8 apps to help you take the stress out of holiday travel

Traveling during the holidays is an absolute pain in the derrière, but you can make it a little easier on yourself, and your travel companions, but equipping yourself with the proper arsenal of apps. Since I often travel for both work and play, I put together a helpful list of the Android apps I’ve use to make my travel days less stressful. 


If you’re traveling by car, Google Maps is simply not enough—even if it does integrate some of Waze’s functionality. The benefit of having Waze (Free) installed is that you get access to all the real-time, socially-curated data that other users are posting without waiting for Google to aggregate it to Maps. So, if an accident happens on the road out of town, Waze will immediately notify you of other routes available to avoid the mess up ahead.

Waze is an extremely helpful app for road trips.

Waze also lets you more easily add stops along your route or send your ETA to a family member, and once you’ve navigated 100 miles with it, you can check on gas prices along your route. The app also offers helpful icons for fast-food locations and rest stops along your route, so you know what’s in the vicinity without having to tap around on the map. 

And for fun, you can download new voice packs for the GPS.


Whether you’re a frequent flyer or you’ve a massive itinerary to manage on a family road trip, TripIt (Free) is absolutely worth the download. The app hooks into your email, reads through your itinerary, and then displays all the relevant information on flights, hotels, car rentals, and social events in an organized fashion. It even syncs your plans with Google Calendar or Outlook, and if you have friends or family traveling along you can easily share that data with them.

TripIt organizes all your travel information into one easy-to-glance-at column.

If you’re a frequent traveller, you might also find the $49 a year Pro subscription worth the price, as it offers information like alternate flights when something goes wrong, as well as refund alerts.

Inbox by Gmail 

If you don’t want a seperate app to organize your travel plans, Inbox by Gmail does it for you.

If you weren’t already aware, Inbox by Gmail (Free) offers Trip Bundles, a feature introduced over the summer that literally bundles together every detail about an upcoming trip. It works a little like TripIt, though it’s integrated within the app, and the most recent update includes the ability to add others to the trip itinerary. 


I tend to start my packing list weeks before I even pull the suitcase out of storage. I need to know what kind of clothing to pack, whether it matches along with the shoes I’m bringing, and if I’ll need to pack more than one heavy jacket. All of this will eventually determine which size suitcase I bring with me on a trip. Yes, I am that meticulous about packing.

Can’t figure out what to pack for a trip? PackPoint can help you get started.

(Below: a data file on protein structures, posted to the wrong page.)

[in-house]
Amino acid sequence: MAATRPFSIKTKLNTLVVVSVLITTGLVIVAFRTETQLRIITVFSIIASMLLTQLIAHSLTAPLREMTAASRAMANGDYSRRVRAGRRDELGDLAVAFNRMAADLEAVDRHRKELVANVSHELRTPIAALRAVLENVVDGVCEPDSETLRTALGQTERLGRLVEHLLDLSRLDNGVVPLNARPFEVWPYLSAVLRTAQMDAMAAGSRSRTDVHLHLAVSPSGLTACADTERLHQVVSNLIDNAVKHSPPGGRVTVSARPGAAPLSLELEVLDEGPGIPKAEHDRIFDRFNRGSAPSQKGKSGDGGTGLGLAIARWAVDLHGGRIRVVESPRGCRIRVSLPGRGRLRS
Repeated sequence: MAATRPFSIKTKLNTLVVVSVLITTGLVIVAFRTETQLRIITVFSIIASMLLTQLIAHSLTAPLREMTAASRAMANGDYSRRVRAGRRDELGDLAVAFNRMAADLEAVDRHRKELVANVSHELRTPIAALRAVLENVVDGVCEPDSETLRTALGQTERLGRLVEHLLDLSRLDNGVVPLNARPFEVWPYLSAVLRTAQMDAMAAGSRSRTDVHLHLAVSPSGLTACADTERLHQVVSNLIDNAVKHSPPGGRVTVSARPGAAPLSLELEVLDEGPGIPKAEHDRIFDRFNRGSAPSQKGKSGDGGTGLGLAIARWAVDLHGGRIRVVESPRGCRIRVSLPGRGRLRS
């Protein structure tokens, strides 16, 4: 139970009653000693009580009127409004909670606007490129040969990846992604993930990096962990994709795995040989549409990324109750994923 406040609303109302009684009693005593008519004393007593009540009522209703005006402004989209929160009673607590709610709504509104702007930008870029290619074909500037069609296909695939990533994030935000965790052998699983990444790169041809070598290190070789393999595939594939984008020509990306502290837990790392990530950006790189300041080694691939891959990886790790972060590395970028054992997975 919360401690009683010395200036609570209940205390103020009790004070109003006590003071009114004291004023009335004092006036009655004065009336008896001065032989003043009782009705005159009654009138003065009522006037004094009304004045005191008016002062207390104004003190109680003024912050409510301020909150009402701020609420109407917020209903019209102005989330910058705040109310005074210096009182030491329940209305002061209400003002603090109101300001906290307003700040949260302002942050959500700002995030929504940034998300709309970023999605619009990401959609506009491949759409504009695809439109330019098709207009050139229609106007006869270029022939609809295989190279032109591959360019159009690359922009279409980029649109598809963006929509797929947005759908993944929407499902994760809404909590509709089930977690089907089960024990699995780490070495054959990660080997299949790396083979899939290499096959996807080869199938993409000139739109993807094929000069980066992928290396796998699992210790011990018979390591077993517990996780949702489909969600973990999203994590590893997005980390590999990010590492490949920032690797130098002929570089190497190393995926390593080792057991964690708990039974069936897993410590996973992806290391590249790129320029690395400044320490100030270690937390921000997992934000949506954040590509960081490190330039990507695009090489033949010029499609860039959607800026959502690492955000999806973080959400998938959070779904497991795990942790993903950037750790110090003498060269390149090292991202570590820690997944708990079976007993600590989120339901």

This is why I’m particularly keen on PackPoint (Free). It asks you about your trip and the activities you plan to pack for, and whether you’ll be able to do laundry. PackPoint then offers a comprehensive packing list of what you need to bring along, as well as what the weather forecast will be like when you travel. It’s really quite helpful. If you need additional functionality, including TripIt integration, you can pay $2.99 to unlock those features.


TouristEye can help you make itineraries for far away places. 

When I’m visiting family or friends around the country or overseas, I like to figure out what there is to do in the area. TouristEye (Free), developed by the travel experts at Lonely Planet, helps you plan an itinerary for the day. It’s helped me find things like obscure museums to visit in Minnesota and the best hiking locales in Mendocino County. You can also save your itinerary for offline viewing, or use the Nearby function to find fun, touristy things using your current location. 


FourSquare (Free) used to be the social app for “checking in” and bragging to your friends about all the cool restaurants you were eating at. But the company moved all that stuff to Swarm, turning Foursquare into a crowdsourced "find places to go" app.

FourSquare used to be a bustling social network, but now it’s particularly useful for finding new places to drink and dine.

I like to use FourSquare to find places to eat or a yoga studio where I can practice when I’m on the road. I found that it works a bit better than Yelp because I don’t have to wade through poorly written reviews and rants to figure out whether a place is worth patronizing, and FourSquare typically has more users overseas. It's also got a nice design and great search, filter, and location-aware features.


SeatGuru can help you find an affordable flight and get a good seat.

SeatGuru (Free) is my favorite app for finding the cheapest flights. Since we don’t travel on a set schedule throughout the year, we’ll plan our trip based on when the flights are cheapest on SeatGuru. The app is also useful for figuring out where to sit on a plane and whether you can upgrade and checking on the status of a flight while you’re en route. 

Easily navigate airports with GateGuru.

SeatGuru also has a companion app called GateGuru (Free), which is particularly helpful if you’re spending some time in an airport on a layover and want to know how to get to your terminal, where to eat, or how long you should expect to be waiting in the security line. 

IDG Insider


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